In Bushehr I decided to move on and leave Iran, but Persia wouldn’t let me go without a bang. To travel from the Persian Gulf to Armenia, I had to ride 1500 km, crossing all of Iran from South to North, thereby traversing its hottest regions, the Khuzestan plains in southwestern Iran (remembering that name still makes me sweat). I hit the road in the early morning hours, quickly leaving Bushehr behind me. Even at that time no remotely sane person could consider the air anything else but a suffocating humid cloth. On the plains without the slightest bit of shade and a rising sun, the day started to get interesting. The barren landscape with oil drilling rigs and gas flares provided an appropriately dire backdrop for the following torture. To cut a long story short, I was sweating, more than I thought was humanly possible. And a black leather jacket and black helmet don’t make temperatures of 48 deg . In fact I preferred to have the visor closed because the hot air, that was burning my face.
After 800 km I reached the Zagros Mountains, totally knackered and with my brain melting and leaking out of my ears. The temperatures were dropping in the evening and due to the altitude and I found a spot for the night, complete with a river to take a swim. It would have been perfect if only there were no ants. After sunset they crawled out of their holes, and up my leg. I had to move around with a ridiculous hopping dance, shaking my legs to get them off of me. There were millions, the floor was black and crawling. So, for me there was nothing more to do except laying down in the tent and close the zippers tight, to lock out all the six-legged workers around me.
The next day with its 650 km was rather uneventful, I finished my loop around Iran by coming back to Urmia. I planned to pick up a rear tire here, that I ordered and send to Urmia, three weeks ago. Alas, the parcel was still in Germany, stuck in a DHL-facility, and the customer service was unwilling to help and get the parcel going or redirecting it to Yerevan, my next destination. Since I wasn’t willing to wait for an unspecified amount of time, I set off to Yerevan.
Crossing the border to Armenia was dominated by two opposing emotions. One was utter annoyance because of the border-crossing procedure and the associated waiting. It took me more than 3 hours, waiting in queues to meet bored and infuriatingly slow working border officials, convincing iranian soldiers, that my carnet was actually properly stamped and providing five different armenian officials with essentially the same information.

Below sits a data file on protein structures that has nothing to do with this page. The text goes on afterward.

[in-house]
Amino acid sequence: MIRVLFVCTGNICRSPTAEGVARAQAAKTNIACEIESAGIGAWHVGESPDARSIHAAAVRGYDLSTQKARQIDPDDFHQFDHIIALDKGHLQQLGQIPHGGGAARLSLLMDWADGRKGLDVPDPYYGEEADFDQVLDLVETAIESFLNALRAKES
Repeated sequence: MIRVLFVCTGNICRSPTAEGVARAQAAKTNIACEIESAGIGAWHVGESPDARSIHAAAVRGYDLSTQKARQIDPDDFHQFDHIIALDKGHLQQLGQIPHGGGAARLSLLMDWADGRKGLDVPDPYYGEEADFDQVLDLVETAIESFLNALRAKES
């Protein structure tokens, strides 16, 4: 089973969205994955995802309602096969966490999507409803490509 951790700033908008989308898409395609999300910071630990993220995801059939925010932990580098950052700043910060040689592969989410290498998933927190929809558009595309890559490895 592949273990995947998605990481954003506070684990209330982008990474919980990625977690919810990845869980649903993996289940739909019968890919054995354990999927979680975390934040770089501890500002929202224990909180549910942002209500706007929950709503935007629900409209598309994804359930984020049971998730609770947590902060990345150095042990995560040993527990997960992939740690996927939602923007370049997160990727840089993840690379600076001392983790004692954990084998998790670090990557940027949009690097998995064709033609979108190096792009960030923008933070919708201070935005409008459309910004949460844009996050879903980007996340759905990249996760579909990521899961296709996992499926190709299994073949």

The other one was the cultural shock, that hit me like a wrecking ball. Imagine coming from oriental Persia to Soviet Russia! Armenia is an ex-soviet republic and this heritage is visible everywhere, in the architecture, the uniforms of the border-guards, the trucks and cars (Ladas everywhere) and even the weather, I felt the first drops of rain after more than two months.
The ride from the border to Yerevan was breathtaking, the road was winding through the mountains, crossing several high passes, steep and narrow valleys and plateaus. This narrow, and for long stretches badly worn down road is the only connection from the iranian border to Yerevan. This makes Armenia feel like the corridor, that it is, with open borders only in the south to Iran and in the north to Georgia. The relations with Azerbaijan and Turkey are hostile, so the borders to the east and west are closed and the soldiers on both sides shoot at each other occasionally.
After arriving in Yerevan, I had planned to do an oil change and solve my tire problem. After more than 10000 km, the rear tire was in a bad shape and some large cuts made me lose confidence in its reliability. Actually, I have already lost that confidence a few thousand kilometers back. Anyways, I met an armenian guy who helped me find some motorcycle oil (seemingly no easy task, the shop he brought me to, had to make several phone calls and I turned down several offers of car or two-stroke oil). But after the last several thousand kilometers with car oil, some proper motorcycle oil put my mind at ease. Finding a tire was more of a problem, and I had the feeling, that I offended my helpful companion by turning down his solutions. He was really trying, but I just did not want to settle with either a used tire, one with wrong dimensions or buy chinese ones with unknown profile and properties. So, in the end I ordered a tire from the Uk and hoped, that the british branch of DHL was more reliable than the german one.
To spend the waiting time for the tire, I and Sascha, a german guy I met here, went to Nagorno-Karabakh, a contested region in southwestern Azerbaijan. After the collapse of the Soviet Union, the local armenian minority didn’t want to live under azerbaijani regime and declared independence. The subsequent civil war was supported by the armenian military and to this day the situation at the demarcation line remains insecure.
During the whole visit I couldn’t ignore a rather unsettling feeling. The defiantly exhibited national pride of this self-proclaimed but internationally not recognised republic can’t belie the decay due to poverty and war. While the capital Stepanakert was mainly rebuild and shows little signs of the recent war, the nearby town of Shushi, beautifully located on a hill and boasting city walls built in the 18 century, consists mainly of ruins, still inhabited and expressing a rather bleak prospect of life. This uneasy feeling culminated in a trip to the ghost town of Agdam. Destroyed and made uninhabitable by armenian military forces, it is now forbidden to go there because the demarcation line is less than a kilometer away (a taxi driver took us there for merely 8000 Dram though). This knowledge, the fact, that our driver hid his taxi under trees or behind bushes every time we stopped and the depressing presence of the ruins made me feel like wandering a postapocalyptic wasteland.